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ContextualSettings

ContextualSettings allow you to customize common actions for your particular syntax. For instance, the most common usage is to instruct Espresso on how to properly comment out code for the built-in Un/Comment action.

It is possible for other actions to leverage contextual settings, typically for general-use actions created with the CocoaAPI.

Comments

Since defining comments is the most common reason to use ContextualSettings, we will use it as a general example. Although the name of the file doesn’t matter, by convention it is called Comments.xml:

<?xml version="1.0" encoding="UTF-8"?>
<settings>

    <
setting name="comment-multiline-start">
        <
language-context>htmlxml</language-context>
        <
value><!--</value>
    </
setting>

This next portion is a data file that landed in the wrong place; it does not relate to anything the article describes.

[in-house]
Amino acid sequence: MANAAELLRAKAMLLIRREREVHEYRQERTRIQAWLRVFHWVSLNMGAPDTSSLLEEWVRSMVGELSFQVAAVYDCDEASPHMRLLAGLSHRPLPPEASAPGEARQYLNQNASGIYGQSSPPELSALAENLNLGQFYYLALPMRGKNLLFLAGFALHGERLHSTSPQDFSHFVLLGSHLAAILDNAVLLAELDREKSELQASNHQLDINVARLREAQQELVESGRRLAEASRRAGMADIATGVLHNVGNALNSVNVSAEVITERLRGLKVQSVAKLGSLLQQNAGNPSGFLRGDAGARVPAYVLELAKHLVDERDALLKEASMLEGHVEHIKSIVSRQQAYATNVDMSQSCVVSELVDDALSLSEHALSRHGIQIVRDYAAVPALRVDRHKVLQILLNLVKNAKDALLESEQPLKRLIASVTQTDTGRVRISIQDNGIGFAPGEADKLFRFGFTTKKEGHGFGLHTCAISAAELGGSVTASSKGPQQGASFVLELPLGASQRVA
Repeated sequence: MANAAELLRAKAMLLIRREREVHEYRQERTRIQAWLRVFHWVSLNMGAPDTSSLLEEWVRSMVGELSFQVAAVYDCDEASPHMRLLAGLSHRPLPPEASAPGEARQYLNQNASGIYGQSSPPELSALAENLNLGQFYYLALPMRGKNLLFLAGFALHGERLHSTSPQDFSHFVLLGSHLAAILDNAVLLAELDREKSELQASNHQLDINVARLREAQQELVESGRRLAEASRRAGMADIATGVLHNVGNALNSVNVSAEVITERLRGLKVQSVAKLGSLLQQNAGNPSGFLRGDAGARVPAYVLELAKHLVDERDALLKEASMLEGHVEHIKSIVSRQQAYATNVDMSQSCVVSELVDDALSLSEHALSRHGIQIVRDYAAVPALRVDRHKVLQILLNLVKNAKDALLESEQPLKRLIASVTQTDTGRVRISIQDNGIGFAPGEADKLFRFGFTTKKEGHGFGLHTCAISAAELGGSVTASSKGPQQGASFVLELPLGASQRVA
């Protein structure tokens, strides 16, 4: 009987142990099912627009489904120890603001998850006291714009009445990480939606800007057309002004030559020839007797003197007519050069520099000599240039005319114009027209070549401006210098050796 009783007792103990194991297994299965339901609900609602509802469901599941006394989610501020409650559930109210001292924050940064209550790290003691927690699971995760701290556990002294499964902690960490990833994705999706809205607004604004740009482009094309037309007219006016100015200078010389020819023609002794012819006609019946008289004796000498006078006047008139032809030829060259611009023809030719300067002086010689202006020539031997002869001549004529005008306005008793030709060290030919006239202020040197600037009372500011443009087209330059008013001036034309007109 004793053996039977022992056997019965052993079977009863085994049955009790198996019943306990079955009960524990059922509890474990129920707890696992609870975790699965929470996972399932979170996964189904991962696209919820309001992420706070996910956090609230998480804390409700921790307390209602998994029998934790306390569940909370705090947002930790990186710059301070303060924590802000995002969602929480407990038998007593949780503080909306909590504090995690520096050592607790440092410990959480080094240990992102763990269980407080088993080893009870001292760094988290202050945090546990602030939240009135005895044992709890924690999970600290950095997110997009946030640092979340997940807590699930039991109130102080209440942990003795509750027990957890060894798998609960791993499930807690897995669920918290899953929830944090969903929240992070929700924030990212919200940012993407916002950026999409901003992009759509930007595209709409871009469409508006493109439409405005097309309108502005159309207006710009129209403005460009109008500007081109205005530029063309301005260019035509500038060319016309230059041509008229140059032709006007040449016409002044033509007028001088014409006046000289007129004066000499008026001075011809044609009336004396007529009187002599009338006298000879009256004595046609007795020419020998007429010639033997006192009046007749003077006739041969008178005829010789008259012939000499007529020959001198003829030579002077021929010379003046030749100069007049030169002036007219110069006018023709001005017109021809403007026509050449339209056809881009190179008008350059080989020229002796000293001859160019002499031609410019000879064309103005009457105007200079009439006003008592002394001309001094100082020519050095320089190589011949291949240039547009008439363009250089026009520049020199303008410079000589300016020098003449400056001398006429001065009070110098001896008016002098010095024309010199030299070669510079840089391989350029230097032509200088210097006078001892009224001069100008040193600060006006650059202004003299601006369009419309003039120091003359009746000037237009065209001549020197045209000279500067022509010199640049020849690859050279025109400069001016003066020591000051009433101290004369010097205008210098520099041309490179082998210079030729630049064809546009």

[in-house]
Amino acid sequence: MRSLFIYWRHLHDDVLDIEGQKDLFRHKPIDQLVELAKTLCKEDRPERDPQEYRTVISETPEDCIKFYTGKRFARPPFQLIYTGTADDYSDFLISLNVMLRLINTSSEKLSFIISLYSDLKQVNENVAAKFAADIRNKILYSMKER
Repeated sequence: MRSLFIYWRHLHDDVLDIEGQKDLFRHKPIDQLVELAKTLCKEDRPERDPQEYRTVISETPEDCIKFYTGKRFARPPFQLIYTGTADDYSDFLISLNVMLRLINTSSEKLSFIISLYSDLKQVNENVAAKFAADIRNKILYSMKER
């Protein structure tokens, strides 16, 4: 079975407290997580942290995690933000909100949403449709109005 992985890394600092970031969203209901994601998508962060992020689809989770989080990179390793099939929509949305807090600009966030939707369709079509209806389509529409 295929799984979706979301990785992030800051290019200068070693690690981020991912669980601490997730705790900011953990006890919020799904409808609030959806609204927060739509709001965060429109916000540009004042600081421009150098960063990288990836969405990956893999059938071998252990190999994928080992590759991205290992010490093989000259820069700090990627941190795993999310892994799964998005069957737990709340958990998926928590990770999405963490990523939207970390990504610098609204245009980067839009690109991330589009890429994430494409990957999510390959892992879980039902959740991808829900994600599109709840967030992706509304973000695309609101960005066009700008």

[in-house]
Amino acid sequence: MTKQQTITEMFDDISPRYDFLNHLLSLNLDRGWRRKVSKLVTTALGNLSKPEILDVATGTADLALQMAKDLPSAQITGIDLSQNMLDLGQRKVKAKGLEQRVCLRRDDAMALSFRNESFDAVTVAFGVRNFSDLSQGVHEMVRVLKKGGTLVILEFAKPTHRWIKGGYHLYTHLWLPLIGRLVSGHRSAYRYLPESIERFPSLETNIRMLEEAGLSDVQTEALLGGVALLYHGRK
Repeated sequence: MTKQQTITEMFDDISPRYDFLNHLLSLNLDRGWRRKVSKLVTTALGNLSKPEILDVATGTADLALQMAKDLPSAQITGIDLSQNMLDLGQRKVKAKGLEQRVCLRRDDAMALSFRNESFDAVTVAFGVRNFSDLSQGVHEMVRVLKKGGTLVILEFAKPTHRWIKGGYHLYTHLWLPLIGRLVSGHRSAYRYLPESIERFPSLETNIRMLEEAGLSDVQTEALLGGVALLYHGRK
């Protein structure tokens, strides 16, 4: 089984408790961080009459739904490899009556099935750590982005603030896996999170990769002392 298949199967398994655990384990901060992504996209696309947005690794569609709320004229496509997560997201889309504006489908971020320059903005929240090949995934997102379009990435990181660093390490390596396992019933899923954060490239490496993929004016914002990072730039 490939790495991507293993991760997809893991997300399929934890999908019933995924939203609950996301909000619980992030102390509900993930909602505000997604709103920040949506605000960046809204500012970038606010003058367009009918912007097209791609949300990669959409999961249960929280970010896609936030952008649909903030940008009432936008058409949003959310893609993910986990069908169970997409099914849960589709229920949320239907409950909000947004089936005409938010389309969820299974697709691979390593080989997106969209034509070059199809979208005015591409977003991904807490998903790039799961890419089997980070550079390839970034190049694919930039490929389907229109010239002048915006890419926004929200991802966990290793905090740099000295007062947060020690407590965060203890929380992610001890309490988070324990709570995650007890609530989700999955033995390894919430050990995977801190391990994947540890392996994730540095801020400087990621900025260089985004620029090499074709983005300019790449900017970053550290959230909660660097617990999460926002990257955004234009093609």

<
setting name="comment-multiline-end">
        <
language-context>htmlxml</language-context>
        <
value>--></value>
    </
setting>

    <
setting name="comment-multiline-end-inert">
        <
language-context>htmlxml</language-context>
        <
value>--*></value>
    </
setting>

    <
setting name="comment-singleline-start">
        <
language-context>htmlxml</language-context>
        <
no-value/>
    </
setting>
    
</
settings

The names of each setting should be fairly self-explanatory. The “comment-multiline-end-inert” setting is used if the user wraps a comment inside of another comment (the internal comment will use the inert ending value).

Custom settings for your Sugar

If you want to leverage ContextualSettings, you will be able to define settings using a unique name and then access them with the CocoaAPI to determine what your action should do for the given syntax context.

In addition to <language-context>, you can instead filter settings using the <syntax-context> element, which takes a normal syntax zone selector.